15.11.4: Long Term Boost (LTP) (2023)

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    All learning depends on memory. Memory formation seems to occur in two separate phases, firstshort-term memory. (e.g. people undergoing electroconvulsive therapy (to relieve depression) are unable to recall events that happened immediately before the procedure, but their memory of previous events remains unchanged), followed by formationlong-term memory. Damage to the temporal lobes of the brain can cause the loss of the ability to remember new learning for more than an hour. Two systems that have proven particularly useful for unraveling the cellular and molecular basis of memory formation are the sensitization of the sea snail Aplysia and the long-term potentiation (LTP) study.

    Long-Term Enhancement (LTP)

    Rats and mice can be taught to solve simple tasks. For example, if a mouse is placed in a pool of murky water, it will swim until it finds a hidden platform to climb on. With repetition, the mouse will soon learn to locate the platform faster. Presumably, it does this by visual cues placed around the perimeter of the pool, as it cannot see or smell the platform itself.

    15.11.4: Long Term Boost (LTP) (2)

    Rats or mice that had part of the brain calledhippocampusdamaged, he cannot learn this task, although he still solves it quickly if trained before his brain injury. This suggests that neurons in the hippocampus are needed for this type of learning. Unlike the rest of the brain, new neurons are formed in the hippocampus throughout life. They arise from a pool of stem cells in the brain. Integrating the newly formed neurons into existing hippocampal circuitry makes it easier to learn new memories (as well as forget old ones).

    Demonstration of long-term potentiation

    The behavior of some synapses in the "CA1" region of the rat (or mouse) hippocampus is consistent with them being essential for this form of long-term memory. Hippocampal slices can be removed and their CA1 neurons studied in vitro using recording electrodes. Rapid and intense stimulation of presynaptic neurons produces action potentials in the postsynaptic neuron. This is exactly what we would expect from the properties of synapses.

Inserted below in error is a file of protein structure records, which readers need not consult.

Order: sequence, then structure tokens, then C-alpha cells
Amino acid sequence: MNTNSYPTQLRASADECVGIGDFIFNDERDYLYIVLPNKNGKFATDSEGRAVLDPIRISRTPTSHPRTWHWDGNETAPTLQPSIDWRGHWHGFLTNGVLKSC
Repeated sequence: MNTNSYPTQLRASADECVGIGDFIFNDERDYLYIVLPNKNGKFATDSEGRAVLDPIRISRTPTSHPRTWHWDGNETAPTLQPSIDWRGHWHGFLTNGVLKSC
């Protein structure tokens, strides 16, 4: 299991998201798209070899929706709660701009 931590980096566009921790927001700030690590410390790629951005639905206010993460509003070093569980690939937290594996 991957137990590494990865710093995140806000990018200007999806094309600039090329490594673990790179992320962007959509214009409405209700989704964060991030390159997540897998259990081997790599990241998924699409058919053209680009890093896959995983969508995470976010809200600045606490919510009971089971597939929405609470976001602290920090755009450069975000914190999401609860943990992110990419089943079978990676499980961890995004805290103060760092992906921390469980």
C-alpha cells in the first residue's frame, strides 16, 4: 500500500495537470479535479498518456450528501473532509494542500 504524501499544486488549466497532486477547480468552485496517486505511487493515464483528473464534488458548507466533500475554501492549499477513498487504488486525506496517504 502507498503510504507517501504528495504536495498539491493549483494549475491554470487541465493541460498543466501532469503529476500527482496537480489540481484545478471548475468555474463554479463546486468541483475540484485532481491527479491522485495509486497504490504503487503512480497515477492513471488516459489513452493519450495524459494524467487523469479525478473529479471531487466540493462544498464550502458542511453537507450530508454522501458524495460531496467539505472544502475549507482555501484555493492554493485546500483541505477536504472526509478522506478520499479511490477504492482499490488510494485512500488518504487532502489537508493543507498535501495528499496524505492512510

15.11.4: Long Term Boost (LTP) (3) 15.11.4: Long Term Boost (LTP) (4)

    What is unusual about this system is that over time, the synapses become more and more sensitive, so that a constant level of presynaptic stimulation is converted into more postsynaptic power (graph to the right). This long-term enhancement can last for weeks. Treating a piece of the hippocampus with a drug called aminophosphonovaleric acid ("APV") blocks the formation of LTP. This is because APV blocks the action of NMDA receptors, a subgroup of postsynaptic receptors that normally respond to the excitatory neurotransmitter glutamate (Glu). NMDA receptors (synapse B above) differ from other Glu-activated receptors by being stimulated by the drug,N-methyl-D-asparaginian (NMDA).

    NMDA receptors contain a transmembrane channel that allows facilitated diffusion of calcium ions (Ca2+) across the plasma membrane of the synapse. Glu (or NMDA) binding andD-serine released from the astrocyte near these receptors opens a channel allowing Ca2+flow if and only if the same postsynaptic cell was simultaneously depolarized by other synapses on it (synapse A above). (The picture is very simplistic: each CA1 neuron has tens of thousands of synapses on it.)

    influx ca2+in the neuron, it activates an enzyme called calcium-calmodulin-dependent kinase II (CaMKII). Kinases attach phosphate groups to proteins and thus change their function. In this case, CaMKII phosphorylates a second type of Glu receptor, called the AMPA receptor, which makes them more permeable to sodium ions (Na+) thus reducing the resting potential of the cell and making it more sensitive to incoming impulses. In addition, there is evidence that CaMKII activity increases the number of AMPA receptors in the synapse.

    The ability to create transgenic mice provided the tools to test this LTP model.

    mutated rats

    Mice homozygous for the mutated CaMKII transgene do not develop LTP. This has been shown (A. J. Silver et al., vScience 257:206, 1992) in two ways:

    • measurement of the current in the postsynaptic cell of normal and mutant mice. The graph above (left) shows that mutant mice do not develop the increase in current flow that normal mice have (graph above).
    • The same LTP failure occurs when mice are tested on a hidden platform (right graph).
    15.11.4: Long Term Boost (LTP) (5) 15.11.4: Long Term Boost (LTP) (6)